Wei-Hock 'Willie' Soon of the Harvard-Smithsonian Center for Astrophysics, whose articles have been tied to corporate funding, appears at a Heritage Foundation event. Photo: Pete Marovich

21 February 2015

(The New York Times) – For years, politicians wanting to block legislation on climate change have bolstered their arguments by pointing to the work of a handful of scientists who claim that greenhouse gases pose little risk to humanity.

One of the names they invoke most often is Wei-Hock Soon, known as Willie, a scientist at the Harvard-Smithsonian Center for Astrophysics who claims that variations in the sun’s energy can largely explain recent global warming. He has often appeared on conservative news programs, testified before Congress and in state capitals, and starred at conferences of people who deny the risks of global warming.

But newly released documents show the extent to which Dr. Soon’s work has been tied to funding he received from corporate interests.

He has accepted more than $1.2 million in money from the fossil-fuel industry over the last decade while failing to disclose that conflict of interest in most of his scientific papers. At least 11 papers he has published since 2008 omitted such a disclosure, and in at least eight of those cases, he appears to have violated ethical guidelines of the journals that published his work.

The documents show that Dr. Soon, in correspondence with his corporate funders, described many of his scientific papers as “deliverables” that he completed in exchange for their money. He used the same term to describe testimony he prepared for Congress.

Though Dr. Soon did not respond to questions about the documents, he has long stated that his corporate funding has not influenced his scientific findings.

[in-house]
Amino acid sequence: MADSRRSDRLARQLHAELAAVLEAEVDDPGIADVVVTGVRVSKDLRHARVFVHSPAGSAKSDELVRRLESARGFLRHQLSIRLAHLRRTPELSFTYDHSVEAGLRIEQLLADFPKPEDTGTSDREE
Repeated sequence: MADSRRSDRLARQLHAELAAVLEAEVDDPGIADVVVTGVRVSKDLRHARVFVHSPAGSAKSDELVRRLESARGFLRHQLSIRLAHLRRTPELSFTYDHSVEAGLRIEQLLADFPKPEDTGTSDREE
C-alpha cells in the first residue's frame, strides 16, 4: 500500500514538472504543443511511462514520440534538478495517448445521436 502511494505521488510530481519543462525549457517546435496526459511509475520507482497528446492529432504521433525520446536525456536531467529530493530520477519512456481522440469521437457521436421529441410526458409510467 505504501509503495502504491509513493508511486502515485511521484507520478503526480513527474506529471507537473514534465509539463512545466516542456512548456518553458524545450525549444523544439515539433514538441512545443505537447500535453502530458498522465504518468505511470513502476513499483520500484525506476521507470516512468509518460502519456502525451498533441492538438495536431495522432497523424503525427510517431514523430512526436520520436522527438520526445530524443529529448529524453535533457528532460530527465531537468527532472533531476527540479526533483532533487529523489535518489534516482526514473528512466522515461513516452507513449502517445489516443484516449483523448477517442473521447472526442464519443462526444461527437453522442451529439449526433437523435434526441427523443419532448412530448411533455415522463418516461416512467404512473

The documents were obtained by Greenpeace, the environmental group, under the Freedom of Information Act. Greenpeace and an allied group, the Climate Investigations Center, shared them with several news organizations last week.

The documents shed light on the role of scientists like Dr. Soon in fostering public debate over whether human activity is causing global warming. The vast majority of experts have concluded that it is and that greenhouse emissions pose long-term risks to civilization. [more]

Deeper Ties to Corporate Cash for Doubtful Climate Researcher

By Connor Gibson
22 February 2015

(Greenpeace) – Extra Extra! Read all about climate denial scientist Willie Soon’s dirty money from petrochemical billionaire Charles Koch, coal utility Southern Company, oil giant ExxonMobil and other fossil fuel companies to deny the science of climate change!

The last time I bumped into Willie Soon, I asked him if there was any explanation for some of the information in our latest round of documents indicating that his employer was eager to take money from ExxonMobil.

The questions I tried asking Dr. Soon (who won’t talk to me, after a few of these encounters went bad for him) seem to show that despite all the embarrassment Soon has caused his employer, the Smithsonian Institution, private communications with ExxonMobil indicate that Smithsonian was all too happy to take Exxon’s money for their general operating budget. […]

To their credit, Smithsonian officials say they are doing an internal review of Dr. Soon. We’ll see how that goes, but it’s not encouraging to see that Soon’s coworkers may have been complicit in peddling influence for ExxonMobil and the other polluters financing Dr. Soon.

For years, we at Greenpeace have been working to make public the secret paper trails that show what everyone already knows: climate science deniers – #Fakexperts – are few and far between, and most of them are paid by companies most responsible for global warming to downplay the problem. [more]

Greenpeace on NY Times Sunday Front Page – #Fakexpert Willie Soon



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